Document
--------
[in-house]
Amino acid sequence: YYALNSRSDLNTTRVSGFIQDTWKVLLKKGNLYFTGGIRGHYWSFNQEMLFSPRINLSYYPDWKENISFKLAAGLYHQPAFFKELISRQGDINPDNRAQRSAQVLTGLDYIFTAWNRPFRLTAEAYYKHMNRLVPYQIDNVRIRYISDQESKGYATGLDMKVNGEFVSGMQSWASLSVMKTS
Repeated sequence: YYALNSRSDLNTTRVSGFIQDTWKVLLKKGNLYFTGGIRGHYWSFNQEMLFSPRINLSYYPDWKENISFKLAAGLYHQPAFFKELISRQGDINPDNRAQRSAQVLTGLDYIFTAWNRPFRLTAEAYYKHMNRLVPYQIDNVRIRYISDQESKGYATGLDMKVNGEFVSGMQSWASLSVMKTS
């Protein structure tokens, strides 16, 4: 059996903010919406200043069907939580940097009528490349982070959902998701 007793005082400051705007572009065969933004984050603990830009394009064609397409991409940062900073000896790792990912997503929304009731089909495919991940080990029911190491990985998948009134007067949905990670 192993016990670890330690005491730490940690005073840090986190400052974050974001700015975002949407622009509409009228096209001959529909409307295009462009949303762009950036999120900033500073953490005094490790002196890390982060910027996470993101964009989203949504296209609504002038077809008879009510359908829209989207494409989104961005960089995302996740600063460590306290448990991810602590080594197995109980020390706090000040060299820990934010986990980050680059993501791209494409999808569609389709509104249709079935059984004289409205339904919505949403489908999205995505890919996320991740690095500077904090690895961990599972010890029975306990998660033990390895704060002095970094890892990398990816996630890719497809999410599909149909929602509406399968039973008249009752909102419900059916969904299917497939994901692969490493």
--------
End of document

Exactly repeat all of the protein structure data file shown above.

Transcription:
[in-house]
Amino acid sequence: YYALNSRSDLNTTRVSGFIQDTWKVLLKKGNLYFTGGIRGHYWSFNQEMLFSPRINLSYYPDWKENISFKLAAGLYHQPAFFKELISRQGDINPDNRAQRSAQVLTGLDYIFTAWNRPFRLTAEAYYKHMNRLVPYQIDNVRIRYISDQESKGYATGLDMKVNGEFVSGMQSWASLSVMKTS
Repeated sequence: YYALNSRSDLNTTRVSGFIQDTWKVLLKKGNLYFTGGIRGHYWSFNQEMLFSPRINLSYYPDWKENISFKLAAGLYHQPAFFKELISRQGDINPDNRAQRSAQVLTGLDYIFTAWNRPFRLTAEAYYKHMNRLVPYQIDNVRIRYISDQESKGYATGLDMKVNGEFVSGMQSWASLSVMKTS
């Protein structure tokens, strides 16, 4: 059996903010919406200043069907939580940097009528490349982070959902998701 007793005082400051705007572009065969933004984050603990830009394009064609397409991409940062900073000896790792990912997503929304009731089909495919991940080990029911190491990985998948009134007067949905990670 192993016990670890330690005491730490940690005073840090986190400052974050974001700015975002949407622009509409009228096209001959529909409307295009462009949303762009950036999120900033500073953490005094490790002196890390982060910027996470993101964009989203949504296209609504002038077809008879009510359908829209989207494409989104961005960089995302996740600063460590306290448990991810602590080594197995109980020390706090000040060299820990934010986990980050680059993501791209494409999808569609389709509104249709079935059984004289409205339904919505949403489908999205995505890919996320991740690095500077904090690895961990599972010890029975306990998660033990390895704060002095970094890892990398990816996630890719497809999410599909149909929602509406399968039973008249009752909102419900059916969904299917497939994901692969490493």